where ancient native people and pioneers walked.
because you'll see massive sandstone cliffs of cream, pink, and red that soar into a brilliant blue sky.
very different than Bryce Canyon. You can't ask me which I liked better...they were nothing alike.
a little history from the internet:
Almost 12,000 years ago Zion's first peoples, who are now almost invisible, tracked mammoth, giant sloth, and camel across southern Utah. Due to climate change and overhunting these animals died out about 8,000 years ago. People learned how to make due.
Jumping far ahead to the future:
In the 1860s, just after settlement by Mormon pioneers, John Wesley Powell visited Zion on the first scientific exploration of southern Utah. By hard work and faith, pioneers endured in a landscape that hardly warranted such persistence. Flash floods destroyed towns and drought burned the crops. Only the will to survive saw Paiute, Anasazi, and European descendants through great difficulties.
Perhaps today Zion is again a sanctuary, a place of life and hope.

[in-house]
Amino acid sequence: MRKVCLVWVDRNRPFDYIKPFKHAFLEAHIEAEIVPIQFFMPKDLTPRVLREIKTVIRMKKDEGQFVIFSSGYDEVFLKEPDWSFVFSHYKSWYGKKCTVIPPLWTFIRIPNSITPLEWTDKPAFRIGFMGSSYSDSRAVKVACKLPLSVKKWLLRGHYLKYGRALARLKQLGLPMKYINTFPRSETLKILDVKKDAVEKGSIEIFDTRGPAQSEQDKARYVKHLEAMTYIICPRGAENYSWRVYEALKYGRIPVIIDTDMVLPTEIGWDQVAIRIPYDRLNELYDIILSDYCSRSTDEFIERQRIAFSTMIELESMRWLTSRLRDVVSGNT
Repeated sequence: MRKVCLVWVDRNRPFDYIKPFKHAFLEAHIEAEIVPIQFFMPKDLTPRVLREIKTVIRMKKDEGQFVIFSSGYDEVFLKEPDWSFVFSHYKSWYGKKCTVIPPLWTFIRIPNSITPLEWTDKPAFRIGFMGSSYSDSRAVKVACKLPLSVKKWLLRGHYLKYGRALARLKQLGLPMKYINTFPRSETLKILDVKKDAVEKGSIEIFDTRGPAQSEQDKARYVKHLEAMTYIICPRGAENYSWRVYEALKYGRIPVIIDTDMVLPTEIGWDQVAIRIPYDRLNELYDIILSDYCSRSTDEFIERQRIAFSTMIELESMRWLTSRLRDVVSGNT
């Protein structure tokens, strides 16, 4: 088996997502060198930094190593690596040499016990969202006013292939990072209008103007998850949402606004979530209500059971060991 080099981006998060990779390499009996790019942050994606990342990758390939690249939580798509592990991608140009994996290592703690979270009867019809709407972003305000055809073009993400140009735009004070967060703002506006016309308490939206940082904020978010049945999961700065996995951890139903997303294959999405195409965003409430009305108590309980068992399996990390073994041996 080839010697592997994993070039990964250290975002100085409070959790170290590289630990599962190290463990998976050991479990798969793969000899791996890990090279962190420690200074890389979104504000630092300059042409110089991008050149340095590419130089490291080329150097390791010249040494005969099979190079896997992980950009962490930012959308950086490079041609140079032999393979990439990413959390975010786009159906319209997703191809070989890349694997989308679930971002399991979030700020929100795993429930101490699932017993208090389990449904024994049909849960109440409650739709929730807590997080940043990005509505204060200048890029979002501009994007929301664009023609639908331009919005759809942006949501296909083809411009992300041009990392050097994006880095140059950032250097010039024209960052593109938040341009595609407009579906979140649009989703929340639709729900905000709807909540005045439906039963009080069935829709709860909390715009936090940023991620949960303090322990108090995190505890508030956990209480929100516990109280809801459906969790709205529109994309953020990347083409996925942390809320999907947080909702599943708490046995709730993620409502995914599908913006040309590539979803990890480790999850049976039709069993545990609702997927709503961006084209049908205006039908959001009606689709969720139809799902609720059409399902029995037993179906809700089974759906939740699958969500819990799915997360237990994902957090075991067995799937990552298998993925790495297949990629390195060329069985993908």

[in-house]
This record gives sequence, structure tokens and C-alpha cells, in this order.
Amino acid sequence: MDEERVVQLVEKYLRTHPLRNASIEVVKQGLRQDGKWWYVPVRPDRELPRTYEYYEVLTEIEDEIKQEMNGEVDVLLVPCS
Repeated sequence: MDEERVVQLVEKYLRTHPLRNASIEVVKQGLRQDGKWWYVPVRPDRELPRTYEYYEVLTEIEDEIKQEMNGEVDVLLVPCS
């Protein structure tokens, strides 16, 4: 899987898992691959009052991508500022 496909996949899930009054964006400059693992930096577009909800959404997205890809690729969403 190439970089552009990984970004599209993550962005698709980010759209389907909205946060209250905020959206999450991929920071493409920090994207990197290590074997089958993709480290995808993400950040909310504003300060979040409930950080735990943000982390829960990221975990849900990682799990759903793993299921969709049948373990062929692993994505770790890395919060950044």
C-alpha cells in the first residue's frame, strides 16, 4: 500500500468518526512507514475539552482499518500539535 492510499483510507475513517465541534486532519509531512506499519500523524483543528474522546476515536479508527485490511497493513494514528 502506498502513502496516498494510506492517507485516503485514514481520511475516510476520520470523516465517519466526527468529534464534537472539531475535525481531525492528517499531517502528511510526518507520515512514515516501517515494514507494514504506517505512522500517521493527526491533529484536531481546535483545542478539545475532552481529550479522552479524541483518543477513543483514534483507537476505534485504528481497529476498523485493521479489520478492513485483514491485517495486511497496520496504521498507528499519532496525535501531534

In Bryce Canyon you are looking down at the landscape, here, in Zion you take a scenic bus tour down to the bottom and look up....way up!
it's unbelievably majestic...and it goes on and on and up and up. The road into Zion Canyon is 6 miles (9.7 km) long, ending at the Temple of Sinawava ("Sinawava" refers to the Coyote God of the Paiute Indians)
there was an antique 'Model T Ford' car rally happening at the same time as our trip...with 100 degree temps there they were out on a fabulous, albeit s-l-o-w, cruise of the park
the three photogenic peaks bear the biblical names of Abraham, Isaac, and Jacob. Very impressive !
mule deer can be seen at the park if you look very carefully.